There is a classic poem by Wallace McRae called “Reincarnation,” about a cowboy who dies, gets buried and comes back as a wildflower, only to be eaten by a horse and passed out the other end. Nabhan said he remembers hearing Black recite the poem once, and he couldn’t help but think of it when he heard the news about his death.

“I realized that he is on his way to becoming one of America’s best loved road apples, put out to pasture near Benson, Arizona,” Nabhan said.

Short said she first met Black about a decade ago, when he accepted an invitation to perform at the International Western Music Association’s convention in Albuquerque. The organization, once based in Tucson, supports the preservation of the traditional and contemporary music and poetry of the West, so landing a celebrity like Black was a big deal.

His appearance was supposed to be a one-night thing, but he wound up spending the next two days at the convention. Short said excited members kept coming up to her and saying, “I just had the most delightful conversation with Baxter Black.”

Black had a reputation for turning down awards and politely refusing membership in a whole host of organizations, but one day in 2017 Short said she received a note and check from him out of the blue. He said he wanted to become a patron of the association because he liked what they were doing to keep Western traditions alive.

“He especially loved to talk to other poets. He loved to give them help and encouragement,” she said. “He was so at home with everybody. It’s really hard to think of a world without Baxter Black.”

Baxter Black, left, poses with his longtime friend and folklorist Hal Cannon, right, and former "Tonight Show" producer Jeff Sotzing, whose uncle was Johnny Carson.

Benson media empire

Cannon said he knew his friend was having health problems, but they never really talked about it during their weekly phone conversations over the past few months. “I think he liked that we never talked about that,” he said.

Cannon said Black was very spiritual — a religious man of “simple faith,” who never tried to force anything on you. There are a lot of people everywhere who are going to miss him, especially his wife, their two kids, Jennifer and Guy, and many others in the small Arizona town where the Blacks made their home.

“I know he leaves behind a real community in Benson,” Cannon said.

Black quit performing a few years ago, but he continued to write and record radio segments from his home studio and office.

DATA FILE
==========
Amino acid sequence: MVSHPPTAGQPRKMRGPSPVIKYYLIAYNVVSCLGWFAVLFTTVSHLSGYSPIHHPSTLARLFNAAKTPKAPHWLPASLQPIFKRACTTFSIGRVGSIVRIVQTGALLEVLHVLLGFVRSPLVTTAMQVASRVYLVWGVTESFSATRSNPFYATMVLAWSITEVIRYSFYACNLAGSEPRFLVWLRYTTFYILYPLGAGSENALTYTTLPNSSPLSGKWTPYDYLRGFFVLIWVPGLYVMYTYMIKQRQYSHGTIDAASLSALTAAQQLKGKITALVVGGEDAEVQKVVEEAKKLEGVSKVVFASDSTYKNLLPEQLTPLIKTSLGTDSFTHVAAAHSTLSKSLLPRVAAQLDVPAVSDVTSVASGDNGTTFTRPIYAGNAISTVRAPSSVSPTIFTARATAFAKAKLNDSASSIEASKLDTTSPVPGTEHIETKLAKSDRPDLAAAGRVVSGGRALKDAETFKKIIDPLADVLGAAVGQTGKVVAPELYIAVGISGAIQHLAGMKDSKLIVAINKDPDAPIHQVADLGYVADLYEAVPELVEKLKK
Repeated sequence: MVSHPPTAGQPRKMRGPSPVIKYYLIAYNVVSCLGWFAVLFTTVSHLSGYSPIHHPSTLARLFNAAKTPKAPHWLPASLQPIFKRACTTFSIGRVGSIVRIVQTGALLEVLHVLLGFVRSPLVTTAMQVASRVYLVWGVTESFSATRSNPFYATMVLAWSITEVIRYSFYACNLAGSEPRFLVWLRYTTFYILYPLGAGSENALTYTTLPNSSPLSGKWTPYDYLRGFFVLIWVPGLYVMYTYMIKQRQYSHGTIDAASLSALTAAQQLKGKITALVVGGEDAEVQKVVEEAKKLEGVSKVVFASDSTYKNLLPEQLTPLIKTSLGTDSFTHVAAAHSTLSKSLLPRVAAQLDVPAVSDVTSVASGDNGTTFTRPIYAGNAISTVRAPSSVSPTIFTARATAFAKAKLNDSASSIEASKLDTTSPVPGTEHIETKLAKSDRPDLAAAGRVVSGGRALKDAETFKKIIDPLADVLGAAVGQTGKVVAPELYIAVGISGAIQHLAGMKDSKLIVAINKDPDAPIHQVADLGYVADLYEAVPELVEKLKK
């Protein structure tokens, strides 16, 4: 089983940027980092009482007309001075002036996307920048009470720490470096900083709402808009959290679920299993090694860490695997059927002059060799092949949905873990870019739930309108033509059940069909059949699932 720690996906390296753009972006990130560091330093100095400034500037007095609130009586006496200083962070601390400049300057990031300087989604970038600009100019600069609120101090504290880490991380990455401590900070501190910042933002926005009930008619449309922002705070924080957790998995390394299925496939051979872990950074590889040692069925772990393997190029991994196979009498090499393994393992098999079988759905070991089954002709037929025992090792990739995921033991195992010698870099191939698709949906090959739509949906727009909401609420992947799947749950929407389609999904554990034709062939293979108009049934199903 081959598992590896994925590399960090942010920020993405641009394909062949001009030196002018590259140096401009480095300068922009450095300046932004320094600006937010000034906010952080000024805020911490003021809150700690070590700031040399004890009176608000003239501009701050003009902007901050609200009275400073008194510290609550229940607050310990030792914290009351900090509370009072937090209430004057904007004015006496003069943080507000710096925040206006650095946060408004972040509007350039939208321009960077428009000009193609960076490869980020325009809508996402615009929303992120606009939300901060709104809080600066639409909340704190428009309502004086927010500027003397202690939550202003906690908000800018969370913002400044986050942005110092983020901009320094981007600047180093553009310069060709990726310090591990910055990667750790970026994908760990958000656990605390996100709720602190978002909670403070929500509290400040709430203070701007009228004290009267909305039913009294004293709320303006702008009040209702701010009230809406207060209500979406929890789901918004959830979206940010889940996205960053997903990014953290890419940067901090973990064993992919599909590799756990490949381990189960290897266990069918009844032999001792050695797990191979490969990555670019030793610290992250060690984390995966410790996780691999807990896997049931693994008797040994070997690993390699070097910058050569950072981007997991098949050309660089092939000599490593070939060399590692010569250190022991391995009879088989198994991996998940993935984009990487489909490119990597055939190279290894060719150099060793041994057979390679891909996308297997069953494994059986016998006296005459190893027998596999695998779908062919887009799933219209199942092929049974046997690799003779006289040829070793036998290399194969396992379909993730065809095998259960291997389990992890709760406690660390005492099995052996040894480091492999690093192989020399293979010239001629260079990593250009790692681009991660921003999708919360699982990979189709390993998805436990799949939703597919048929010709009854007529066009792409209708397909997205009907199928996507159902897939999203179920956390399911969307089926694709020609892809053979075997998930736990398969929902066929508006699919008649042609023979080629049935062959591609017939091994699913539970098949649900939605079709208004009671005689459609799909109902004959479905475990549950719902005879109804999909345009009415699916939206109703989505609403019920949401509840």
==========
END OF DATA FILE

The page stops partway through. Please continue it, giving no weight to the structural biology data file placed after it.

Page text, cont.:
He had a weekly radio show called “Baxter Black on Monday” that aired on more than 175 stations, mostly in rural parts of the U.S. and Canada. More than 60 far-flung stations in Texas — and one in Scotland — carried the show.

His weekly syndicated column, “On the Edge of Common Sense,” appeared in more than 100 publications across North America, mostly small town papers and ag journals aimed at ranchers and farmers.

Late last year, Cindy Lou Black announced on his website that her husband’s failing health had finally “put him in the retirement bracket.”

His final column, published in December, was exactly what you’d expect: a celebration of “a life where a horse matters.”

“When you can’t do the job alone; a cow in the bog, a race against time, a boulder to move, a detour to take, a mountain to cross, a crevice to leap, a war to win, a sweetheart to impress, or ... when you’ve gone too far to walk back,” he wrote.

“I count myself very lucky that I get to be a part of the wonderful world of horse sweat, soft noses, close calls and twilight on the trail.”

Contact reporter Henry Brean at hbrean@tucson.com or 573-4283. On Twitter: @RefriedBrean

You can stand in the canyon’s cathedral

Where water and sky never rest

And you know in your bones that the meek, on their own

Will never inherit the West

— from "The West"

***

And heaven for a cowboy is just what you might expect,

It’s horses that need tunin’ up and heifers that need checked.

It’s long rides with a purpose and a code that lights the way

And a satisfying reason to get up every day.

It’s the ranch he’s always dreamed of and never knew he’d find

And if you think about it, you can see it in your mind.

Him, leanin’ in the saddle with his ol’ hat on his head,

Contentment set upon his face like blankets on a bed.

The leather creaks a little as he shifts there in the seat.

The bit chains give a jingle when his pony switches feet.

And you somehow get the feelin’ that he’s sittin’ on a throne

A’gazin’ out on paradise just like it was his own.

— from "I Know You’ll Miss This Man"

Poetry by Baxter Black

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Reporter

Henry joined the Star in 2019 after 25 years at Nevada newspapers. A Tucson native, he graduated from Amphi and earned a journalism degree from the University of Missouri. He wrote about the environment for the Las Vegas Review-Journal for 16 years.